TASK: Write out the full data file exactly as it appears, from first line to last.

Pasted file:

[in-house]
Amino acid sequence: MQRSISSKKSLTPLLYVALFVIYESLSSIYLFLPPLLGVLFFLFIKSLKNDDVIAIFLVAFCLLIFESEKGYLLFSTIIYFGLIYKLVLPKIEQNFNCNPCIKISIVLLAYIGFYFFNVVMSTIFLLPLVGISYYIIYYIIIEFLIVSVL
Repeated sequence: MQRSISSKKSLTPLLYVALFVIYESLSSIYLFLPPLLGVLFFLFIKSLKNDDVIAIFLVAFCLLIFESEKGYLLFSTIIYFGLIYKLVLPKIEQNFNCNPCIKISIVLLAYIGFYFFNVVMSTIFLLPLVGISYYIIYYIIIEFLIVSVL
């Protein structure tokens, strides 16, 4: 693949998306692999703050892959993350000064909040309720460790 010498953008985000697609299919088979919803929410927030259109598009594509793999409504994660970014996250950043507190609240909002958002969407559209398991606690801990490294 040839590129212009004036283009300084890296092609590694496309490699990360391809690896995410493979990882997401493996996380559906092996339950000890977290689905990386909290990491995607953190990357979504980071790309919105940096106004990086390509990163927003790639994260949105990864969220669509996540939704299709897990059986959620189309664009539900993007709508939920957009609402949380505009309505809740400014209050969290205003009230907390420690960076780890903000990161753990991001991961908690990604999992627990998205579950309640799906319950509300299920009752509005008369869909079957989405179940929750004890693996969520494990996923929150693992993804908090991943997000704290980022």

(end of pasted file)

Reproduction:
[in-house]
Amino acid sequence: MQRSISSKKSLTPLLYVALFVIYESLSSIYLFLPPLLGVLFFLFIKSLKNDDVIAIFLVAFCLLIFESEKGYLLFSTIIYFGLIYKLVLPKIEQNFNCNPCIKISIVLLAYIGFYFFNVVMSTIFLLPLVGISYYIIYYIIIEFLIVSVL
Repeated sequence: MQRSISSKKSLTPLLYVALFVIYESLSSIYLFLPPLLGVLFFLFIKSLKNDDVIAIFLVAFCLLIFESEKGYLLFSTIIYFGLIYKLVLPKIEQNFNCNPCIKISIVLLAYIGFYFFNVVMSTIFLLPLVGISYYIIYYIIIEFLIVSVL
């Protein structure tokens, strides 16, 4: 693949998306692999703050892959993350000064909040309720460790 010498953008985000697609299919088979919803929410927030259109598009594509793999409504994660970014996250950043507190609240909002958002969407559209398991606690801990490294 040839590129212009004036283009300084890296092609590694496309490699990360391809690896995410493979990882997401493996996380559906092996339950000890977290689905990386909290990491995607953190990357979504980071790309919105940096106004990086390509990163927003790639994260949105990864969220669509996540939704299709897990059986959620189309664009539900993007709508939920957009609402949380505009309505809740400014209050969290205003009230907390420690960076780890903000990161753990991001991961908690990604999992627990998205579950309640799906319950509300299920009752509005008369869909079957989405179940929750004890693996969520494990996923929150693992993804908090991943997000704290980022």